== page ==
Consumption Curable; Containing the Causes, Cure, and Prevention of Consumption

Consumption Curable; Containing the Causes, Cure, and Prevention of Consumption

By (author) 

List price: US$12.26

Currently unavailable

Add to wishlist

AbeBooks may have this title (opens in new window).

Try AbeBooks

Description

This historic book may have numerous typos and missing text. Purchasers can usually download a free scanned copy of the original book (without typos) from the publisher. Not indexed. Not illustrated. 1847 edition. Excerpt: ... particu4 larly practised by those who might be destined to take an active part in their wars; this they considered necessary, to produce that muscular strength required in the field of battle. War was a laborious occupation from the weight of the armor used by the ancients, and strength must be acquired by exertion, and supported by constant exercise. The gymnastic games were consequently connected with their religion, and victory in them was politically rendered an object of the highest importance., --"Palmaque nobilis Terrarum dominos evehit ad deos." The gymnastic art had attained no inconsiderable degree of perfection in the time of Homer, as we find from the description of the games at the funeral of Patroclus. Gymnastics were introduced, however, into medicine only about the time of Hippocrates, or perhaps a little before his era by Herodicus his father. The gymnastics of the warriors were too violent for the diseased, or even for the preservation of health in those not naturally strong; and Hippocrates, in his work on regimen, speaks of exercise in general, of walking, of races on foot or horseback, leaping, wrestling, the corycus, or exercising the suspended ball, with the usual additions of unctions, frictions, and rolling in the sand practised in those days. Boxing, the pancratia, boplomachia, running, quoits, the exercise of the ball, hoop, and javelin, required too great exertion to be admitted into the medical department; though walking, vociferation, recitation, and holding the breath, seem to have been among the medicinal exercises; and by this holding the breath, we must conclude the ancients had some knowledge of the advantage arising from full inflation of the parenchyma. Hoffman mentions fifty-five kinds of...show more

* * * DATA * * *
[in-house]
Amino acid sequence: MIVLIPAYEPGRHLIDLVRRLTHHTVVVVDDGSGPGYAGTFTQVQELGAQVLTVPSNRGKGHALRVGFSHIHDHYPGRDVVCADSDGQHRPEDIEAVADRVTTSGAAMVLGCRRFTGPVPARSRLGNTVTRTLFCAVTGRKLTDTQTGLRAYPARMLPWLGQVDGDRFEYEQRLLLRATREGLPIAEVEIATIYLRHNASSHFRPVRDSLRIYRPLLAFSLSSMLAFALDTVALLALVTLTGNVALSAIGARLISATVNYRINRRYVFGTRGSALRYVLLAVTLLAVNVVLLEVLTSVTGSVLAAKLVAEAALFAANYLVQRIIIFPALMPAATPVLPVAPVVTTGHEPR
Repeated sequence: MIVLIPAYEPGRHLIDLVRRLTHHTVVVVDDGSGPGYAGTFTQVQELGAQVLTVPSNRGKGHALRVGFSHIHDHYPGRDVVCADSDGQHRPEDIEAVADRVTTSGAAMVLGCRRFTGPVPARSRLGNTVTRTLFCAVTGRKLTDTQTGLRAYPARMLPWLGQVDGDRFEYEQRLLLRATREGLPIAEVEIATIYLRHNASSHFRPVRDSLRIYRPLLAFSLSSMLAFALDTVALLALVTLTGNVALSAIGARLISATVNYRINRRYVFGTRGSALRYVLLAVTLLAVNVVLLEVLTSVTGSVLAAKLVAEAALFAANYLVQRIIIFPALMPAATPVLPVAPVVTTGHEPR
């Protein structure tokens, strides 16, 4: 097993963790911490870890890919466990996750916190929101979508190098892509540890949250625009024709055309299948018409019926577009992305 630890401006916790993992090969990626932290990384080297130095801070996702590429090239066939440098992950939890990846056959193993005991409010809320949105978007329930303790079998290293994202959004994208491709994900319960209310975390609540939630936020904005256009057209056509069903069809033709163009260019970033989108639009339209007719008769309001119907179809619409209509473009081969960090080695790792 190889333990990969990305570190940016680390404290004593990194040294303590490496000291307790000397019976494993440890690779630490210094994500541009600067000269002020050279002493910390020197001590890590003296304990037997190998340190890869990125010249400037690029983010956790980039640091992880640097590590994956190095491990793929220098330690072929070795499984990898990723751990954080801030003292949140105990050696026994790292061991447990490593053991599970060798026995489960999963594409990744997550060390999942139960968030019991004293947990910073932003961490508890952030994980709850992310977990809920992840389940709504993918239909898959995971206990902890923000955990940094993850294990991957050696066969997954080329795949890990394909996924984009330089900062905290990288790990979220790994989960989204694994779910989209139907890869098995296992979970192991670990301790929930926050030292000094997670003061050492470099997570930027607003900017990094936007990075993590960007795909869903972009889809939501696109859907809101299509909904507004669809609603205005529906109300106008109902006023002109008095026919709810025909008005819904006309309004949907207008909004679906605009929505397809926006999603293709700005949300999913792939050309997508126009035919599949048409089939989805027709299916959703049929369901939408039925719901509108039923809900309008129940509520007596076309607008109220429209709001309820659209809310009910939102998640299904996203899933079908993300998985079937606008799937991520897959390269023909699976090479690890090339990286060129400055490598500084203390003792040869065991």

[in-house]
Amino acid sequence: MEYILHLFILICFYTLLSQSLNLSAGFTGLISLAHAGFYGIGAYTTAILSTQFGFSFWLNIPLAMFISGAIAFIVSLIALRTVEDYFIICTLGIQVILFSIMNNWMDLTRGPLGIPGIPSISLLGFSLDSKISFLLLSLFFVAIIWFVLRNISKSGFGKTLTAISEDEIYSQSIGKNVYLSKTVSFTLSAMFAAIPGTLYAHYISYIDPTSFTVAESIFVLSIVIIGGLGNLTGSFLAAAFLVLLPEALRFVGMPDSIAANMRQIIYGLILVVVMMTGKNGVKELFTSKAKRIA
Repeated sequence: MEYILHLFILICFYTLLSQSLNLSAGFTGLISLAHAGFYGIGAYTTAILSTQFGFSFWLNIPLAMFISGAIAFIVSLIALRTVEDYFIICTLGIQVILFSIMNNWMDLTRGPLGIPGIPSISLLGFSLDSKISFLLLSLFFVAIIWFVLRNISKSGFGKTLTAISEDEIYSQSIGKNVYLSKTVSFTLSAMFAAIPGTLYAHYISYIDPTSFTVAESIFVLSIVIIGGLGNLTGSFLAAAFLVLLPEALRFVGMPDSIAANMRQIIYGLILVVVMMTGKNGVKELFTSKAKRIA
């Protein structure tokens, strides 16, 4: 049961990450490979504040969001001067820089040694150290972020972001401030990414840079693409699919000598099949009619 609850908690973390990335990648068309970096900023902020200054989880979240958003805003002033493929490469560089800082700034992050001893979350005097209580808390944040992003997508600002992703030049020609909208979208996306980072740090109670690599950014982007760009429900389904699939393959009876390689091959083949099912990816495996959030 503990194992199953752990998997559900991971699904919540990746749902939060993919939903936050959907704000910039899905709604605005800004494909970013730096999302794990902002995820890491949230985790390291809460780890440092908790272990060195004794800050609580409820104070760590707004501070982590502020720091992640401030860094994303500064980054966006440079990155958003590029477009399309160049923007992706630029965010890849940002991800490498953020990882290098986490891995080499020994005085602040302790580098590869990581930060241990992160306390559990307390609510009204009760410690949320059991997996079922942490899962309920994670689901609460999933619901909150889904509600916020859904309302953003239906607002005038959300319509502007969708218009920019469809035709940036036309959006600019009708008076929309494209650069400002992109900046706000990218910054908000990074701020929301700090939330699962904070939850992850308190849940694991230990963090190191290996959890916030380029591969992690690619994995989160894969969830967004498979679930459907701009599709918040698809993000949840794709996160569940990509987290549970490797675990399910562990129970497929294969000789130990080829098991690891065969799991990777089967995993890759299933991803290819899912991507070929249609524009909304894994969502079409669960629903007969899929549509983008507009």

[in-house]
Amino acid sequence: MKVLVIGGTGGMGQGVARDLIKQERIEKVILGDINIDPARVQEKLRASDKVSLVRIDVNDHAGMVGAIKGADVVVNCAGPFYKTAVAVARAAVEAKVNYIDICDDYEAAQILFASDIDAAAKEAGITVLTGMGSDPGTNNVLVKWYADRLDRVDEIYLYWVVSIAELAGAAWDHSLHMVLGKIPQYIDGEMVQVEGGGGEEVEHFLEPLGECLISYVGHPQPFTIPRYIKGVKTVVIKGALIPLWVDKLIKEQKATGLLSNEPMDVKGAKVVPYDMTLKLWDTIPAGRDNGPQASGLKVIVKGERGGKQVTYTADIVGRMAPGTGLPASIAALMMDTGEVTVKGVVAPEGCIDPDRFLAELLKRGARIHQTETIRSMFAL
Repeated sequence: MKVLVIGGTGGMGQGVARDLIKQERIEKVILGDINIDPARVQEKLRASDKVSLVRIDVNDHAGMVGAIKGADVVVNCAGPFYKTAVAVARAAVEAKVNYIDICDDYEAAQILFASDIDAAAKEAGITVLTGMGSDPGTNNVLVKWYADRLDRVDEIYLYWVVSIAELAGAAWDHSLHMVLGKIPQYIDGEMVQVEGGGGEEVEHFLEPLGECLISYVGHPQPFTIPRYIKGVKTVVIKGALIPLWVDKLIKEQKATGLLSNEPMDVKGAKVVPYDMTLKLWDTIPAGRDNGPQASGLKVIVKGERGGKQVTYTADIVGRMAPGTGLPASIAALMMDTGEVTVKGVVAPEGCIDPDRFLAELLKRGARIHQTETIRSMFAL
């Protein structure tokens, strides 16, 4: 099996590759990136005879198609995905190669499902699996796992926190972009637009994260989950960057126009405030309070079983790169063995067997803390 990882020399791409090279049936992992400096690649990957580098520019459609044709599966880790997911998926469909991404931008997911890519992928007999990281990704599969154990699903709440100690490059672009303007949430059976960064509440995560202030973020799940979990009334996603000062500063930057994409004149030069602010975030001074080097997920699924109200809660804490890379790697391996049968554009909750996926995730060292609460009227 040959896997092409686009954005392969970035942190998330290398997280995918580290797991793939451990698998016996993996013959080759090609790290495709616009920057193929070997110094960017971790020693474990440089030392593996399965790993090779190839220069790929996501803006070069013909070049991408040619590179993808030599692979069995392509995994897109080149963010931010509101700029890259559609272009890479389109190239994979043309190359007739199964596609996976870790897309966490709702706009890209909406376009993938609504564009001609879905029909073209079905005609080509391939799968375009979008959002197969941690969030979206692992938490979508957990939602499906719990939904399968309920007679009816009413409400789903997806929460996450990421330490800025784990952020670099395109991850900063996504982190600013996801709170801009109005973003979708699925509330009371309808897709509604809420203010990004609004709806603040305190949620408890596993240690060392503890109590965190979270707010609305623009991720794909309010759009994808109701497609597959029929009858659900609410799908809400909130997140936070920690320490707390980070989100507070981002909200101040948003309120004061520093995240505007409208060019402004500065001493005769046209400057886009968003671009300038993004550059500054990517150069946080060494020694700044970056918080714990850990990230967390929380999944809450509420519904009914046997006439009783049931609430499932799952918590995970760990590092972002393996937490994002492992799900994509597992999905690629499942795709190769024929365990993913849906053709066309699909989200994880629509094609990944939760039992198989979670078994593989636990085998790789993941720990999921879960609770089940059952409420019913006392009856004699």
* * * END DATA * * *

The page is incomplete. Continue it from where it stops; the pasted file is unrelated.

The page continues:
Product details

  • Paperback | 32 pages
  • 189 x 246 x 2mm | 77g
  • Rarebooksclub.com
  • United States
  • English
  • black & white illustrations
  • 1236788591
  • 9781236788597